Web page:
Google-ability and usability can be intertwined sometimes

Lately I’ve been having SMTP problems in Apple’s Mail client. My host requires authorization before SMTP use, and every so often I’ll spend more than a few minutes writing an email that will exceed my host’s timeout settings, and Mail will refuse to send the message, even after I check for new mail and attempt a resend.

So like any other problem, I go to google to solve it, but I can’t find anything useful from a basic search. About the only useful link I could find in the first couple pages was the textad along the side offering a SMTP service. Then it dawned on me: Apple’s program has terrible search engine usability due to the generic name that is shared by multiple uses and contexts. While I can see why Apple would call their email client “Mail” to promote simplicity on their desktop for new users, the name inhibits search engine use for information about the product.

Searches for Eudora or Entourage along with the same criteria return more focused results, it’s too bad Apple didn’t give it a unique name that still made it sound obviously like an email client.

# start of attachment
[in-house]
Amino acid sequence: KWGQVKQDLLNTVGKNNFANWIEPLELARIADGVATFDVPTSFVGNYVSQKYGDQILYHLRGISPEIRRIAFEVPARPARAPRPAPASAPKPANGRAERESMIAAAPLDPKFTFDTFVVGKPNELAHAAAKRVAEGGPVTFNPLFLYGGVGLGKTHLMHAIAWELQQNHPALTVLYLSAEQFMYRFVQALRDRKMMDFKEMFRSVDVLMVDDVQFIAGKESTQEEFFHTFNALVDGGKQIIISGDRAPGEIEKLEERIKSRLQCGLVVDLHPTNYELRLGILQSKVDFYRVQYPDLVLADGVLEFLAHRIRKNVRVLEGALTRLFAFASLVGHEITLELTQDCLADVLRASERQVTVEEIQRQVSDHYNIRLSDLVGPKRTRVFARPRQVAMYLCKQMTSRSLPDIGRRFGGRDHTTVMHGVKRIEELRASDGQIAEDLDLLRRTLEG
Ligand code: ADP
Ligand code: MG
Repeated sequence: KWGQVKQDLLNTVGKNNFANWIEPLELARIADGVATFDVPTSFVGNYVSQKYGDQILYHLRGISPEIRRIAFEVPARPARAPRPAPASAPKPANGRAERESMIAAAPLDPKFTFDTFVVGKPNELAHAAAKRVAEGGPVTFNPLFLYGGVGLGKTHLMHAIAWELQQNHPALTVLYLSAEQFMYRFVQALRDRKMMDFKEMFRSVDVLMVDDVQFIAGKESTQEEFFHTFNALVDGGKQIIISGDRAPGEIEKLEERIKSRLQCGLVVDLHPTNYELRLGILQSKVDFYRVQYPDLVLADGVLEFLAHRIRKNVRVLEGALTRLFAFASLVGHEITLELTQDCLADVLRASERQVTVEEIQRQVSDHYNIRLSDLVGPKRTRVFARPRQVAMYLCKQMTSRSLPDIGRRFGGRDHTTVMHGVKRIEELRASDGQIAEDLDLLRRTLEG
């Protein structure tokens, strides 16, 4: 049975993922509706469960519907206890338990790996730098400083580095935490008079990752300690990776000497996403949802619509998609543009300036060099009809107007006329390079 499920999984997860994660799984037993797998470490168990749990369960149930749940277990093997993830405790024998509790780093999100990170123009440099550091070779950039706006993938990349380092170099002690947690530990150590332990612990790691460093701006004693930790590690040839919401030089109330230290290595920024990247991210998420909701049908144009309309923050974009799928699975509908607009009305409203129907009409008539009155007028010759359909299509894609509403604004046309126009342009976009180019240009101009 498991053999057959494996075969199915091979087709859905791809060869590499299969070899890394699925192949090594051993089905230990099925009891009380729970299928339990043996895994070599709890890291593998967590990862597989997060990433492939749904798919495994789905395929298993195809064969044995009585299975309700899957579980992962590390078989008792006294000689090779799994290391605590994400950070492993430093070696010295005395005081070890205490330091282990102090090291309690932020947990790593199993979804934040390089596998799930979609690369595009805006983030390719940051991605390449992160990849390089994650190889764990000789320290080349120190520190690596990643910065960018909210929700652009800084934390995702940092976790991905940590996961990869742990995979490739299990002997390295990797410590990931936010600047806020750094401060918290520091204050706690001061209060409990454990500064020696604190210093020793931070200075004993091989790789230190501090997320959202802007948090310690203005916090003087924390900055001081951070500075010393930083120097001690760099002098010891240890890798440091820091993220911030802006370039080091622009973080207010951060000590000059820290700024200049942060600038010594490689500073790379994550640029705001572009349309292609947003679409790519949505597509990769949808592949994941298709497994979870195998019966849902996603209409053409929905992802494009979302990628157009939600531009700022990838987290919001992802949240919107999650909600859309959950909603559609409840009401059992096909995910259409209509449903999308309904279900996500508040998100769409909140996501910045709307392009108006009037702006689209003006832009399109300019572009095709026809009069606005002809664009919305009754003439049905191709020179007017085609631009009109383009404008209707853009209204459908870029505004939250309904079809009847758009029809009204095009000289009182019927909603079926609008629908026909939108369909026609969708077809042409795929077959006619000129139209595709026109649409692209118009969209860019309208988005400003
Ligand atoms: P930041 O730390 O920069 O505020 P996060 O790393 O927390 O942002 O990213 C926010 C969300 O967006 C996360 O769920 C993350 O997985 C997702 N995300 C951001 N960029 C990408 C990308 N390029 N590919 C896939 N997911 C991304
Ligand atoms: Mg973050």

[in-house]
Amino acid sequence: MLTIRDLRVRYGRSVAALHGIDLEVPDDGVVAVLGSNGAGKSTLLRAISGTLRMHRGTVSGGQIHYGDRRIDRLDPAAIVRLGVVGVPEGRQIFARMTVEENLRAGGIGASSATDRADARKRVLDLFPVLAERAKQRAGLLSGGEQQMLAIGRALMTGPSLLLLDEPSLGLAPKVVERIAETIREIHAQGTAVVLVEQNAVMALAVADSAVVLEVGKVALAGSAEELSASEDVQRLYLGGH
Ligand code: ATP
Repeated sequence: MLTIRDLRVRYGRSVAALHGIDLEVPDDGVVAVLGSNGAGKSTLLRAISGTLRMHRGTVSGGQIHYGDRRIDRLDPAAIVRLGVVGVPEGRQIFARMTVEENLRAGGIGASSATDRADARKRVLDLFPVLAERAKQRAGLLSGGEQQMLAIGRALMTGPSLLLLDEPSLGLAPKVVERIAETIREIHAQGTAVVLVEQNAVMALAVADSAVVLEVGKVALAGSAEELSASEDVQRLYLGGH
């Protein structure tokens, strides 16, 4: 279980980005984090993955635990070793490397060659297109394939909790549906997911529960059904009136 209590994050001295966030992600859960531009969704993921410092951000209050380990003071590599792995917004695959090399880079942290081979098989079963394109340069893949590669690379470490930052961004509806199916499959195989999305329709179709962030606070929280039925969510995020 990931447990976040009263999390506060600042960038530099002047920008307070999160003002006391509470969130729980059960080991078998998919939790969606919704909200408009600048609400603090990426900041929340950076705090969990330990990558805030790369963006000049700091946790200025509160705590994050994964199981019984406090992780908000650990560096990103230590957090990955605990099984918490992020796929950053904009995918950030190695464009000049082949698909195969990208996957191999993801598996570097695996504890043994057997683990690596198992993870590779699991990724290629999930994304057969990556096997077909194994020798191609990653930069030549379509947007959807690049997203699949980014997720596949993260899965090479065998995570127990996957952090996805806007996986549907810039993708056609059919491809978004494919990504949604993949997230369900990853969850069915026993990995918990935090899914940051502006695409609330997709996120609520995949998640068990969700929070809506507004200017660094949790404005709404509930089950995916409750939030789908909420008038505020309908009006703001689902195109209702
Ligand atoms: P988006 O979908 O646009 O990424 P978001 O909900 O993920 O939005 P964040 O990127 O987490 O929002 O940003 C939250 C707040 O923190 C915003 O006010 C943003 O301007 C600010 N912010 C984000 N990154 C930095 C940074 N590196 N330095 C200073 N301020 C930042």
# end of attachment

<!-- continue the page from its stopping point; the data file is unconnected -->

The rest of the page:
Title 9

I’ve enjoyed watching every televised world cup game since the 1994 cup that came to America, and I enjoyed the Women’s World Cup too (who can forget Brandi Chastain?). It’s great to watch women play as the game seems to focus more on the fundamentals with less brutal tackles and penalty kicks deciding a match. Early this year I caught a preliminary game and noticed the previous event was four years ago, making this year another World Cup year, but I haven’t heard a peep on TV or news about it.

I dug around tonight and found out the Women’s World Cup 2003 starts in less than a month. They’ve picked a US team and announced the matches in LA, Portland, Boston, Philly, Ohio, and Washington DC. I forgot they cancelled the planned event in China because of SARS, so I’m going to take advantage of it being stateside and try and hit at least a game or two, either in Portland or LA.

I hope the games get some air time on American television, the 1999 cup was one of my favorite sporting events I’ve ever witnessed and it was a great example of why women’s sports matter.

update: thanks to TicketSatan, I just spent $400 on tickets to first round and semi-final matches, which I can’t wait to see.


The news that the BBC is opening up their archives online is some great news, but ever since I first heard the idea, I wondered why they hadn’t already, and why PBS hasn’t done the same.

I know they both have quite a cottage industry selling transcripts, DVDs, and videotapes, but it seems like a publicly funded station is under the obligation to make their content freely available for the public; that what the BBC is planning to do should be the norm not the exception it currently is.